What is Travel Physical Therapy?

 

When I tell people I am a travel PT, I often get a confused looks followed by questions from friends, family, and even other PTs SUCH as: what exactly is traveling PT?” “That’s a thing?”, or my FAVORITE, “Is that like travel nursing, but for PT?” I will explain Travel PT from my point of view.

A travel PT USUALLY signs a contracts that lasts 13-26 weeks (3-6 months), but it could vary because it’s all dependent on what that company needs. So Travel PT is a thing because a company has quick need for a therapist. This could be anything that ranges from a maternity leave, someone unexpectedly quit, an increase in caseload, rural areas where it’s not as “sexy” to live, and sometimes a company has difficulty with staffing for whatever reason.

To be considered travel, you have to be at least 50 miles away from your home- or else it’s just a contract job, which works very similar, except the way yo get paid. I’ll talk about that in a later video.

There are 3 big things you need to think about : LOCATION, SETTING and PAY

FIRST, You need to figure out WHERE YOU WANT TO GO. Well, At least the state, so you can get licensed there. And the good thing is, companies WILL pay for each license that you get. As a disclaimer, I’ve learned the hard way, but it’s more difficult to get jobs in the big glamorous cities because remember most of these jobs are available because there is a need. There simply isn’t a need in a nice city since everyone wants to be there. NOT saying it doesn’t happen, it’s just a little more difficult and may have a lot to do with timing for something to pop up.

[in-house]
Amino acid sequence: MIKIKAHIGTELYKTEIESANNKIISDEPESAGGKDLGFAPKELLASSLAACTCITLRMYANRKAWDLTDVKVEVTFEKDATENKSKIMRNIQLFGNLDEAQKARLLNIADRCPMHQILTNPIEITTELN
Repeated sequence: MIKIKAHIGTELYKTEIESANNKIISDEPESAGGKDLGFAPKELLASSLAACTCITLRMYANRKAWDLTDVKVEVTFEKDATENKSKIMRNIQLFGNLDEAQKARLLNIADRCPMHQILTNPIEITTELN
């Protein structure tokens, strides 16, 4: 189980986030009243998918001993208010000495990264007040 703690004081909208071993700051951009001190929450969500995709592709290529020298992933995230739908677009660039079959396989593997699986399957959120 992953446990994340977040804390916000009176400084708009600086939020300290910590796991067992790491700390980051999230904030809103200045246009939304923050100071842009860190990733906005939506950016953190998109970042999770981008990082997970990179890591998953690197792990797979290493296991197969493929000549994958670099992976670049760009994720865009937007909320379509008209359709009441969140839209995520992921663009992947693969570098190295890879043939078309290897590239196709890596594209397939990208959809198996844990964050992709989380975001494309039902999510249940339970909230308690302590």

Secondly, Figure out what SETTING you want to work in- whether it’s outpatient ortho, inpatient rehab, SNF, home health, peds, acute care or whatever.

And LASTLY, HOW MUCH MONEY YOU WANT TO MAKE. Honestly, this is the last on my list, because MOST travel positions, you are going to make more money anyways since there is a higher need. And in MY OPINION, your primary reason to travel should not be about the money.

Out of these three things, tell your recruiter what’s most important. Are you willing to settle for a setting you don’t like as long as you’re by a beach? Will you take a job anywhere as long as it’s peds? Or you don’t care where you work, just give me the highest paying job you have.

I’ll be honest, you most likely (not saying never) won’t get your dream job, but you are more than likely to get 2 out of the 3 things you ask for. But if you get all three then you’ve hit the lottery- or at least pretty close.

So, that’s my intro on Travel Therapy. It is NOT for everyone. But if it is, you must learn to be very flexible! The good thing is that it’s not permanent, you are only committed to a contract at a time. You can do this for 2,5,10 years, or even just one contract and decide that this is not your lifestyle.

 

My favorite part of traveling is taking as much time off as I need between contracts to be fully recharged for my next job.

 

Andrew Tran, PT, DPT

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Author: TheTransientPhysio

TRANSIENT Adj. lasting only for a short time; impermanent. Noun. a person who is staying or working in a place for only a short time. Synonyms: temporary, short-lived, short-term, brief, short... My name is Andrew Tran and I am a Doctor of Physical Therapy. I am currently a traveling physical therapist. Although, I am currently a Travel PT, I don't know how long I will continue this path. That's the beauty of it. There are many things I want to do as a therapist and you will have to follow my journey to find out exactly what. The Transient Physio isn't just exclusive to being a travel PT, but also me as a person. I just can't see myself doing one job for the next 40 years at one company. Me being transient is just me completing each chapter in my life.

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